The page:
The FINANCIAL -- 'Blue light accelerates blindness,' headlines declare following new research, but doctors warn that reports of digital screen-time-induced vision loss are greatly exaggerated.
Published in the open-access journal Scientific Reports, the study found intense blue light exposure triggered retinal-generated molecular toxicity that destroyed photoreceptor cells in a similar way to age-related macular degeneration (AMD). But that's not the whole story, and now doctors hope to set the record straight.
Blue light, high-energy wavelengths of light between 420 and 480 nm on the visible light spectrum, naturally suppresses the body's melatonin production, boosting alertness and attention; however, after sundown, this effect can disrupt the body's circadian rhythm. That's why the advent of high-energy artificial lighting and digital screens has drawn scrutiny and even the implication that it could do more harm than good.
Hence, blue light exposure remains an open-ended clinical question that chemists at The University of Toledo (UT) sought to address. Per their study, researchers examined how blue-light-excited retinal (vitamin A aldehyde) triggered cytotoxicity in the retina, killing the photoreceptor cells that signal the brain. Once those photoreceptor cells die, they cannot regenerate much in the same way as AMD.
To study this interaction, researchers introduced retinal molecules to other cell types in the body-cancer cells, heart cells and neurons-and when exposed to blue light, the cells died because of the combination with retinal, a university press release notes. Interestingly enough, blue light alone or retinal without blue light exposure had no cellular effect.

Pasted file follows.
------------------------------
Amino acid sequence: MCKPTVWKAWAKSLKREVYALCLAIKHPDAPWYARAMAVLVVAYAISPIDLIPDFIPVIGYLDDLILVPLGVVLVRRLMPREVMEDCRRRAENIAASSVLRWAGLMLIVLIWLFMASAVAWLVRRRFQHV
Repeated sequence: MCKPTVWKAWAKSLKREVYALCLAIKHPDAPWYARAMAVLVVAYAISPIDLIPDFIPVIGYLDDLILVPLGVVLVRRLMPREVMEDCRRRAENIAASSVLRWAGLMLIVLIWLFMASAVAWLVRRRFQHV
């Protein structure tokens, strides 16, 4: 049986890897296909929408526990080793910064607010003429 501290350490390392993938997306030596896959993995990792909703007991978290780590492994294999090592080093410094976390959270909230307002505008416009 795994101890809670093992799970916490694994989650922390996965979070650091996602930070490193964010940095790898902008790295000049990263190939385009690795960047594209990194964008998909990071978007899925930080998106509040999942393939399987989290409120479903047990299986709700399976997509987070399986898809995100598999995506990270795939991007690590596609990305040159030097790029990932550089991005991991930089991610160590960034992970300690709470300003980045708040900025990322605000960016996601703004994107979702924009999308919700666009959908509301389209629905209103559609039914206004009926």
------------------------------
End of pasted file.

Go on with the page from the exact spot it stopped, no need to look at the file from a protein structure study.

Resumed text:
Additionally, researchers found that a molecule named alpha tocoferol, a vitamin E derivative and natural antioxidant, can help prevent the cells from dying. However, as people age or their immune system is suppressed, they lose this ability to fight against blue light.
That being the case, researchers note these interactions were not observed in living eye tissue but in cellular proxies in a laboratory setting as opposed to an actual human eye. What's more, the observed changes appeared only at microwatts (µW) of intensity above a typical threshold for digital devices, says Karl Citek, O.D., Ph.D., AOA Commission on Ophthalmic Standards member and subcommittee chair for the American National Standards Institute (ANSI), which sets consumer-protection standards for the manufacture of sunglasses and over-the-counter readers.
Blue light: The Verdict
If anything, Dr. Citek says the study lends support for the importance of wearing UV-A and UV-B blocking sunglasses outdoors in sunshine. As compared to digital screens, sunlight's intensity is vastly greater. As such, unprotected eyes exposed to excessive amounts of UV radiation in only a short amount of time can develop painful sunburn on the eyes, known as photokeratitis. However, long-term overexposure to UV radiation over the course of one's life can cause more serious problems, such as AMD, cataract, pterygium, or even increased risk for some forms of cancer.
Research categorically shows overexposure to UV radiation can increase the risk for serious sight-threatening conditions, but the verdict is out on blue light emitted from digital screens. That said, blue light's effect on circadian rhythm at night is documented, and it's recommended that people avoid bright screens up to 2-3 hours before bedtime and use dim or reddish lighting at night.